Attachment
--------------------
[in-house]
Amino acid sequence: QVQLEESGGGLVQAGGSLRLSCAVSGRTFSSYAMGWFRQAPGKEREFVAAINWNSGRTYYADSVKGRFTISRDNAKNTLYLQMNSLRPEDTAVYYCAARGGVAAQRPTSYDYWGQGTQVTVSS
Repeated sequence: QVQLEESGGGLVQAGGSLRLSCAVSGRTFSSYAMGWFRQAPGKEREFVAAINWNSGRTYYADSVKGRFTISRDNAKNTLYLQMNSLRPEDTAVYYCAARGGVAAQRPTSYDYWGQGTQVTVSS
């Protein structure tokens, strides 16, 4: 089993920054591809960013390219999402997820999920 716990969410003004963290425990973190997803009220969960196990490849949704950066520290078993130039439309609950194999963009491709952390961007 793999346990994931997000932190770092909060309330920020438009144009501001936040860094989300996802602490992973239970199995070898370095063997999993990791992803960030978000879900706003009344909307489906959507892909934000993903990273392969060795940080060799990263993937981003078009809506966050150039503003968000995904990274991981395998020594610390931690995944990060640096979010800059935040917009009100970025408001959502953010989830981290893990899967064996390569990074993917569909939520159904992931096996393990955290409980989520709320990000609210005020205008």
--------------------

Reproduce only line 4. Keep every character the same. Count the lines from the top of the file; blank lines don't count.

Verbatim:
């Protein structure tokens, strides 16, 4: 089993920054591809960013390219999402997820999920 716990969410003004963290425990973190997803009220969960196990490849949704950066520290078993130039439309609950194999963009491709952390961007 793999346990994931997000932190770092909060309330920020438009144009501001936040860094989300996802602490992973239970199995070898370095063997999993990791992803960030978000879900706003009344909307489906959507892909934000993903990273392969060795940080060799990263993937981003078009809506966050150039503003968000995904990274991981395998020594610390931690995944990060640096979010800059935040917009009100970025408001959502953010989830981290893990899967064996390569990074993917569909939520159904992931096996393990955290409980989520709320990000609210005020205008």